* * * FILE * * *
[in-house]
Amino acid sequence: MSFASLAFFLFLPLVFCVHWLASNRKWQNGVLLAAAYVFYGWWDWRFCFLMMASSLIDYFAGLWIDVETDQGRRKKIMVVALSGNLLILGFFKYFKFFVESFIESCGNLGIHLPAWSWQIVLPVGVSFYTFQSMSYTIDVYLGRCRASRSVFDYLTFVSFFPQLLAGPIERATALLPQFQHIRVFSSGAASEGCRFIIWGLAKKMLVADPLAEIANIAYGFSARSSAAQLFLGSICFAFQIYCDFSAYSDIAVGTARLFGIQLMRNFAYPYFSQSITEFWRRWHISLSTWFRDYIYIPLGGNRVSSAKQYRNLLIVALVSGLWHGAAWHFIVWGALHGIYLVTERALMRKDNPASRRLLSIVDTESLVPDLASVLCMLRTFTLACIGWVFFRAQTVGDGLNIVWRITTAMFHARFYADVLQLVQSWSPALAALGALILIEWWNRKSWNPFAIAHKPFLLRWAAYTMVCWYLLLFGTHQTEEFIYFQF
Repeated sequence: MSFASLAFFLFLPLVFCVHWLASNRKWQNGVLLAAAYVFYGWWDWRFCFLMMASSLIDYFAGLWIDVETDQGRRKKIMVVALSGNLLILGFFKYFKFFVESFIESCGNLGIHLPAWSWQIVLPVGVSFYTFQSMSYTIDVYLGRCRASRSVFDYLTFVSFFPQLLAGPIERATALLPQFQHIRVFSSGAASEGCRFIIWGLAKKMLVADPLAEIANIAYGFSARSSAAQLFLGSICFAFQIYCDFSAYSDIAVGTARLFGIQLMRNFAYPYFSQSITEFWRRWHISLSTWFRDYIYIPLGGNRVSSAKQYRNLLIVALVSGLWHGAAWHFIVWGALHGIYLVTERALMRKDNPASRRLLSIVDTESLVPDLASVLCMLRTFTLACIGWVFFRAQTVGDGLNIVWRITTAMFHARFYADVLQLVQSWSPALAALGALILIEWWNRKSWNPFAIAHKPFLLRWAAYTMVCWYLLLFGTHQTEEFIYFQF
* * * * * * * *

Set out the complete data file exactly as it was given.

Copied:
[in-house]
Amino acid sequence: MSFASLAFFLFLPLVFCVHWLASNRKWQNGVLLAAAYVFYGWWDWRFCFLMMASSLIDYFAGLWIDVETDQGRRKKIMVVALSGNLLILGFFKYFKFFVESFIESCGNLGIHLPAWSWQIVLPVGVSFYTFQSMSYTIDVYLGRCRASRSVFDYLTFVSFFPQLLAGPIERATALLPQFQHIRVFSSGAASEGCRFIIWGLAKKMLVADPLAEIANIAYGFSARSSAAQLFLGSICFAFQIYCDFSAYSDIAVGTARLFGIQLMRNFAYPYFSQSITEFWRRWHISLSTWFRDYIYIPLGGNRVSSAKQYRNLLIVALVSGLWHGAAWHFIVWGALHGIYLVTERALMRKDNPASRRLLSIVDTESLVPDLASVLCMLRTFTLACIGWVFFRAQTVGDGLNIVWRITTAMFHARFYADVLQLVQSWSPALAALGALILIEWWNRKSWNPFAIAHKPFLLRWAAYTMVCWYLLLFGTHQTEEFIYFQF
Repeated sequence: MSFASLAFFLFLPLVFCVHWLASNRKWQNGVLLAAAYVFYGWWDWRFCFLMMASSLIDYFAGLWIDVETDQGRRKKIMVVALSGNLLILGFFKYFKFFVESFIESCGNLGIHLPAWSWQIVLPVGVSFYTFQSMSYTIDVYLGRCRASRSVFDYLTFVSFFPQLLAGPIERATALLPQFQHIRVFSSGAASEGCRFIIWGLAKKMLVADPLAEIANIAYGFSARSSAAQLFLGSICFAFQIYCDFSAYSDIAVGTARLFGIQLMRNFAYPYFSQSITEFWRRWHISLSTWFRDYIYIPLGGNRVSSAKQYRNLLIVALVSGLWHGAAWHFIVWGALHGIYLVTERALMRKDNPASRRLLSIVDTESLVPDLASVLCMLRTFTLACIGWVFFRAQTVGDGLNIVWRITTAMFHARFYADVLQLVQSWSPALAALGALILIEWWNRKSWNPFAIAHKPFLLRWAAYTMVCWYLLLFGTHQTEEFIYFQF